The Doomsday Machine

The Doomsday Machine

The High Price of Nuclear Energy, the World's Most Dangerous Fuel

Book - 2012 | 1st ed. --
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Today, there are over one hundred nuclear reactors operating in our backyards, from Indian Point in New York to Diablo Canyon in California. Proponents claim that nuclear power is the only viable alternative to fossil fuels, and due to rising energy consumption and the looming threat of global warming, they are pushing for an even greater investment. Here, energy economist Andrew McKillop and social scientist Martin Cohen argue that the nuclear power dream being sold to us is pure fantasy. Debunking the multilayered myth that nuclear energy is cheap, clean, and safe, they demonstrate how landscapes are ravaged in search of the elusive yellowcake to fuel the reactors, and how energy companies and politicians rarely discuss the true costs of nuclear power plants - from the subsidies that build the infrastructure to the unspoken guarantee that the public will pick up the cleanup cost in the event of a meltdown, which can easily top $100 billion dollars.

Publisher: New York : Palgrave Macmillan, 2012.
Edition: 1st ed. --
ISBN: 9780230338340
0230338348
Characteristics: xiv, 242 p. : ill.
Additional Contributors: McKillop, Andrew

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slowhiker
Apr 03, 2018

The book is exactly what you'd expect from its title, a poorly-sourced recitation of polemics against the object of the authors' ire. A worthwhile exercise would be to read both this book and Gwyneth Cravens's book, "Power to Save the World." See for yourself which has a better grasp on reality.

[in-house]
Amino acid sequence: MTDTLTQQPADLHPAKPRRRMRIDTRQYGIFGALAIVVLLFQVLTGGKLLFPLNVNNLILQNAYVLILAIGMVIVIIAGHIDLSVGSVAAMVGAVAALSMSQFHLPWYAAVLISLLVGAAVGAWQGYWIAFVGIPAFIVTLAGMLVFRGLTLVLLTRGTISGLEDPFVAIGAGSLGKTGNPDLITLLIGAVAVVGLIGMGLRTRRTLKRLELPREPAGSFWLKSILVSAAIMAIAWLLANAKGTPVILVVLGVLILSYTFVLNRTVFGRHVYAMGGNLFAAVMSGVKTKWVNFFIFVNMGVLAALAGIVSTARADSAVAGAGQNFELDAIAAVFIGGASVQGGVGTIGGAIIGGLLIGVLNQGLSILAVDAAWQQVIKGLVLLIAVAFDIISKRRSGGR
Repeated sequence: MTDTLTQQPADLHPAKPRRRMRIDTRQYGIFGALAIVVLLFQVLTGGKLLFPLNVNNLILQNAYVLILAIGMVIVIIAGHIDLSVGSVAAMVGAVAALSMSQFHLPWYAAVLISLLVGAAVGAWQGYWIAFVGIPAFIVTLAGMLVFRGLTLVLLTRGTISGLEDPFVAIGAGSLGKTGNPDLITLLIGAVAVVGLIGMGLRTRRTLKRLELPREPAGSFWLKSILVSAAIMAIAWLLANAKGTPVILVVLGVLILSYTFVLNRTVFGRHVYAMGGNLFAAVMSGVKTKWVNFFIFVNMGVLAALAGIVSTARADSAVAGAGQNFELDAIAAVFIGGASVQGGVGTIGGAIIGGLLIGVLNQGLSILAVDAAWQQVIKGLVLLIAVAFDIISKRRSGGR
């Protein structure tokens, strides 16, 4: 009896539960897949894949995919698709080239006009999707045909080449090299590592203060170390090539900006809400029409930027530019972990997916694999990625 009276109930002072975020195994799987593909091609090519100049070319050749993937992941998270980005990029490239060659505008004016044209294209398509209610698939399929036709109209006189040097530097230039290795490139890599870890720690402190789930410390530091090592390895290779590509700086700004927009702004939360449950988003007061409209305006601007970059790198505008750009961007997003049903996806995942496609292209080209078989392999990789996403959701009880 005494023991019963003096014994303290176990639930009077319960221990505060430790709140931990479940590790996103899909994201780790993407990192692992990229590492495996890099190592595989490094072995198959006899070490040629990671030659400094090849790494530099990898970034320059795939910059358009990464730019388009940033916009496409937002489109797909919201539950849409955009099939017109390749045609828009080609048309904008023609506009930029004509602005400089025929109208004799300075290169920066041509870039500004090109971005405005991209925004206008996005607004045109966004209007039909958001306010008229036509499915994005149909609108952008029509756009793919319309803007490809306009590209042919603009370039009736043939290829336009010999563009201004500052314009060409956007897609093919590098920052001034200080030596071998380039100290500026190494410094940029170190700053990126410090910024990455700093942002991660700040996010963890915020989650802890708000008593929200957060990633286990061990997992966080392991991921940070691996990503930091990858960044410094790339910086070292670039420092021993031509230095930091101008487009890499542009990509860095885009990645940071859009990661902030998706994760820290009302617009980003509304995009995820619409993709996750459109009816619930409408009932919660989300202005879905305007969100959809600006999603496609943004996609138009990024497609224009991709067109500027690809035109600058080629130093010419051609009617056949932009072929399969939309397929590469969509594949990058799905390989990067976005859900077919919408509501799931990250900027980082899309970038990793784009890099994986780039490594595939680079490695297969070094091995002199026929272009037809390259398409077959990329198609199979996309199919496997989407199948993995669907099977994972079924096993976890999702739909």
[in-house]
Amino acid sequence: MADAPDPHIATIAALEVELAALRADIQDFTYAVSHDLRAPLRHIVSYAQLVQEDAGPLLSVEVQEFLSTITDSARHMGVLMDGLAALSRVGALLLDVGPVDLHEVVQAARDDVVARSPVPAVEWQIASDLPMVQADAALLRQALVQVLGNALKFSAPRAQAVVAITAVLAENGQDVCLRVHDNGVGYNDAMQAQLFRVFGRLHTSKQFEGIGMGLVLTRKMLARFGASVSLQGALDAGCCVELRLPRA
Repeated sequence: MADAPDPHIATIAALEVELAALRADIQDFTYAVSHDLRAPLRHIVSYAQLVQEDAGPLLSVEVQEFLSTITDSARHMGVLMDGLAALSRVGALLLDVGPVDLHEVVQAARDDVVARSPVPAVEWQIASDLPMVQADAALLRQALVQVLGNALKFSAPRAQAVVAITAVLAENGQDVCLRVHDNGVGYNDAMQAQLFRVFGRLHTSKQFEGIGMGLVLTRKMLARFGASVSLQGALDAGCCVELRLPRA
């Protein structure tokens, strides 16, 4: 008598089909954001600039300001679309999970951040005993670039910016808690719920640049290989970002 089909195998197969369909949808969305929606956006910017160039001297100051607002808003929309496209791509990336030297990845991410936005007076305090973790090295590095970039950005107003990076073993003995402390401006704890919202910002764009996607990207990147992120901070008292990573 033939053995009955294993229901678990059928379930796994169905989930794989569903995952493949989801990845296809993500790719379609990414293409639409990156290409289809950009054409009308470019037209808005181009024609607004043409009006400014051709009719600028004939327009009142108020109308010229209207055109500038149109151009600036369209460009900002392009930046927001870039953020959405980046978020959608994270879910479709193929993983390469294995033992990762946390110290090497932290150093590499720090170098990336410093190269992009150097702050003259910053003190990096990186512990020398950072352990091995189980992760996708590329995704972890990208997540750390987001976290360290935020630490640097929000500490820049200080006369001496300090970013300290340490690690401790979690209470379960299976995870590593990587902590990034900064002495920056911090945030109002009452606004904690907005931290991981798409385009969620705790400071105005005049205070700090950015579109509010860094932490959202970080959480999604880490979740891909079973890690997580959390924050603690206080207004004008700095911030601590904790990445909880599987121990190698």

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sanhitamj
Jul 24, 2013

A nice example of how NOT to write a book or talk about science and related stuff. Least the authors could do is get their facts correct. For example, they say that Marie Curie discovered Uranium. Someone who knows what Wikipedia is, can tell us that Curies worked on Radium and it was Henry Becquerel who discovered Uranium's radioactivity. Another one: there is a description about how India is a "very, very poor" country and they are investing in nuclear reactor. If the authors knew that 30% of Indians do not have access to electricity, and how electricity is important for economic development. A power generation plant is equated with Hiroshima blast. Hello, there is a difference between the two. The authors had already decided that nuclear power is bad. And now they just start looking for anchors to substantiate their preoccupied claims. Even if one wants to be convinced that nuclear power is bad, such books would convince them otherwise. Do not waste your time on this book.

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